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Equine art by Gerdus Bronn

- What was your first experience with/discovery of art? What made you want to become an artist?

As a youngster, I often drew pictures on the farm and my parents recognized my talent and enrolled me in an art school in Pretoria, South Africa. Here I was exposed to art from a young age and after my studies, I back-pack around Europe and studied art in all the major art galleries. I fell in love with art and decided to become an artist. I was a studio potter for 20 years and worked in the tradition of the Japanese schools of pottery. I became a well-known potter but reverted back to painting a few years back and am loving it!

- Are there any key themes, messages, or theories behind your work?
I often think about the meaning of art and I feel that art must evoke emotions and stir the viewer. The viewer must desire to come back to the painting again and again. This can only be accomplished by good composition and good technique. I paint everyday life. I paint the people and places around me. One single brushstroke can change the whole feeling of the artwork and all the brushwork have to work together to create a unified whole. The painting has to make the interior. Recently I am more and more aware of the decisive stroke. I believe an artist has to be brave and reckless to create great art. My best strokes are made when the painting is finished. I often stand back and leave the painting for a day or two and then look at it critically again and then I might paint on it again and that is when the best strokes are made. Or I might just finish all the paint on my palette on the painting and thus add elements that are instant and fresh. Great art can take so many shapes. It is like music. A good jazz song is just as important as a classical composition. Good art is good art and it takes a collector to recognize it. 

 I do not have any hidden messages in my art. What you see is what you get. I often think of this and I guess that most messages we read in art is derived from our desire to see more than what is portrayed in front of us. My theory is that my art has to move my buyers to make that commitment to want to own the work.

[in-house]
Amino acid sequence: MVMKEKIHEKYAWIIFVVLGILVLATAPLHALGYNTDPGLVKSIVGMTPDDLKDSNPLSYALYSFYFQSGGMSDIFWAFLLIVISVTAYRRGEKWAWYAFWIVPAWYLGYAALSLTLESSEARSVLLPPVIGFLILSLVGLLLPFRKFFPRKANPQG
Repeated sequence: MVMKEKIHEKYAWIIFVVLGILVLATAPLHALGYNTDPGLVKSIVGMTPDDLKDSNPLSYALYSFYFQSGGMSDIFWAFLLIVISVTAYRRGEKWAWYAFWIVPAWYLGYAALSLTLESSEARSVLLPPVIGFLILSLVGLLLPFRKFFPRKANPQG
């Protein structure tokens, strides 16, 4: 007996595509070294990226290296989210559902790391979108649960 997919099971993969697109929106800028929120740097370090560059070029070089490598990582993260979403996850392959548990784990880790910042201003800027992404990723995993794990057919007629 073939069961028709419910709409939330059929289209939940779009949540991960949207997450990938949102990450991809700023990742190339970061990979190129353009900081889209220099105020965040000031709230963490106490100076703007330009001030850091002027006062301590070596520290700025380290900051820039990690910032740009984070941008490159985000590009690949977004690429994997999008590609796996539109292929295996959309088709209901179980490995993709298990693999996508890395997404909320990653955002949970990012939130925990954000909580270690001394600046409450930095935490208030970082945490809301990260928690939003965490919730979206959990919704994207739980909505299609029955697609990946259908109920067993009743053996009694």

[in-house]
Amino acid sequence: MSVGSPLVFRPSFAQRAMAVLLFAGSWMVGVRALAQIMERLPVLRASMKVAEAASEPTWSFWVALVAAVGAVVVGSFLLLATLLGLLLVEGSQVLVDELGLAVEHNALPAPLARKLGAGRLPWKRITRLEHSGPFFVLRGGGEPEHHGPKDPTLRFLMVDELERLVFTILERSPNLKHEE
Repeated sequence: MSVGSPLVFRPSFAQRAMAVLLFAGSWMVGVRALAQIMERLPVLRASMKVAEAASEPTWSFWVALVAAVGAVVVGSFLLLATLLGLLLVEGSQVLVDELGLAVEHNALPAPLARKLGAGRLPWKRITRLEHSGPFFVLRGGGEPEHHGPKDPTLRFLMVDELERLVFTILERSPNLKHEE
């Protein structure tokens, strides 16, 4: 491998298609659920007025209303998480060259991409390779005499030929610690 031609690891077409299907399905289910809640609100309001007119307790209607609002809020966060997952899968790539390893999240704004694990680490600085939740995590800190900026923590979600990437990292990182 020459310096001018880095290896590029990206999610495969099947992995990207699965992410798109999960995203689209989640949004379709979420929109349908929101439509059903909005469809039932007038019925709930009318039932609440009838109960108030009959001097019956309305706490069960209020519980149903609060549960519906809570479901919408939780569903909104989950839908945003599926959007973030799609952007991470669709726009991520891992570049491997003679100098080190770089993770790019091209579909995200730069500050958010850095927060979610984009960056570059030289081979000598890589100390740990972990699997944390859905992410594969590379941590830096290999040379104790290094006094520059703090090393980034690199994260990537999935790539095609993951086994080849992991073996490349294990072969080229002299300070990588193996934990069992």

- Could you tell us a bit about your artistic approach? (Style, medium and specific techniques.)

I work in watercolor, acrylic, and oil. My watercolors are meticulously planned and are very detailed. I do a pen and ink drawing which are then painted over. The colors are crisp and this work must be my most popular in the local galleries. The limitation here is size. You can only paint in the size of your paper. Lately, I have started doing larger work in acrylic and oil paints. My technique involves underpainting in vibrant blocks of color in acrylic that will bleed through on the oil painting I do on top. I block in the basic colors of the painting. There is no limitation in size here. A recent painting was almost 4 meters in size.

I work straight on the canvas and then stretch the canvas once the paint has dried. I like the feeling you get when you mix wet on wet with a painting medium or a glaze. The effects are often striking. The paintings are finished by using the remaining paint on the palette and applying that as a final layer in abstract strokes. 

Art portrays the times we live in. My art is definitely an extension of who I am and I believe that the prolific artist who creates interesting art will be the collectible artist also.